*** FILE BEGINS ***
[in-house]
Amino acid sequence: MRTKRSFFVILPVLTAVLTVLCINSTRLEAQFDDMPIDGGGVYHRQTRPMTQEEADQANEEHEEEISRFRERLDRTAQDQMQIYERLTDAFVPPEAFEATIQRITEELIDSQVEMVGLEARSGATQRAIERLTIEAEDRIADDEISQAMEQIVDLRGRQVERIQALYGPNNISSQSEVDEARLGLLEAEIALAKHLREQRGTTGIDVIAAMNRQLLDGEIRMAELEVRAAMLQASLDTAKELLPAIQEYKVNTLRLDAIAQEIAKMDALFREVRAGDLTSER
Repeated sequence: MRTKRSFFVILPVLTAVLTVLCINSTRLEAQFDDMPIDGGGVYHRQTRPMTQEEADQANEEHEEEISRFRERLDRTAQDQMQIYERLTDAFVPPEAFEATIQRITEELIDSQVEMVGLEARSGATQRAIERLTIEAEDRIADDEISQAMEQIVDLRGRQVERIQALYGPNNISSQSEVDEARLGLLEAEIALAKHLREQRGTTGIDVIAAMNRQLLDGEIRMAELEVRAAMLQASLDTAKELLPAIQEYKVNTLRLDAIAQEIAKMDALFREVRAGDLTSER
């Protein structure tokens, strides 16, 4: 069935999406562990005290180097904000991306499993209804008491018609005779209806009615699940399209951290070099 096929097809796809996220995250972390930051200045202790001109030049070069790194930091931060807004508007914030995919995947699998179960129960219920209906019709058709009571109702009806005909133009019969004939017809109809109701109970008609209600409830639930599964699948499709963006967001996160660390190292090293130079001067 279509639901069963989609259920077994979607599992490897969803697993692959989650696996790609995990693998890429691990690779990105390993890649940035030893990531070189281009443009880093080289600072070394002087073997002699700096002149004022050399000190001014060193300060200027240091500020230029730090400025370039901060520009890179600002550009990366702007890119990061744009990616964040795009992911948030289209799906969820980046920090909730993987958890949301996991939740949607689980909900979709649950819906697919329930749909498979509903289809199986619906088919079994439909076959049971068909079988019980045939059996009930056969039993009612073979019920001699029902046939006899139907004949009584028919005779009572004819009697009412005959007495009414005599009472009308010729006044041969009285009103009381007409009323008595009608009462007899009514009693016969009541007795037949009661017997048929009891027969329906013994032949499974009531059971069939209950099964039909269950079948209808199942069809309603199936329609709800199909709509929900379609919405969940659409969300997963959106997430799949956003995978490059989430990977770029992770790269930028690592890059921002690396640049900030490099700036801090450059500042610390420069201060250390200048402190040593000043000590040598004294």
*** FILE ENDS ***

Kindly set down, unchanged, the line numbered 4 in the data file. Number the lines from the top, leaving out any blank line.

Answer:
């Protein structure tokens, strides 16, 4: 069935999406562990005290180097904000991306499993209804008491018609005779209806009615699940399209951290070099 096929097809796809996220995250972390930051200045202790001109030049070069790194930091931060807004508007914030995919995947699998179960129960219920209906019709058709009571109702009806005909133009019969004939017809109809109701109970008609209600409830639930599964699948499709963006967001996160660390190292090293130079001067 279509639901069963989609259920077994979607599992490897969803697993692959989650696996790609995990693998890429691990690779990105390993890649940035030893990531070189281009443009880093080289600072070394002087073997002699700096002149004022050399000190001014060193300060200027240091500020230029730090400025370039901060520009890179600002550009990366702007890119990061744009990616964040795009992911948030289209799906969820980046920090909730993987958890949301996991939740949607689980909900979709649950819906697919329930749909498979509903289809199986619906088919079994439909076959049971068909079988019980045939059996009930056969039993009612073979019920001699029902046939006899139907004949009584028919005779009572004819009697009412005959007495009414005599009472009308010729006044041969009285009103009381007409009323008595009608009462007899009514009693016969009541007795037949009661017997048929009891027969329906013994032949499974009531059971069939209950099964039909269950079948209808199942069809309603199936329609709800199909709509929900379609919405969940659409969300997963959106997430799949956003995978490059989430990977770029992770790269930028690592890059921002690396640049900030490099700036801090450059500042610390420069201060250390200048402190040593000043000590040598004294």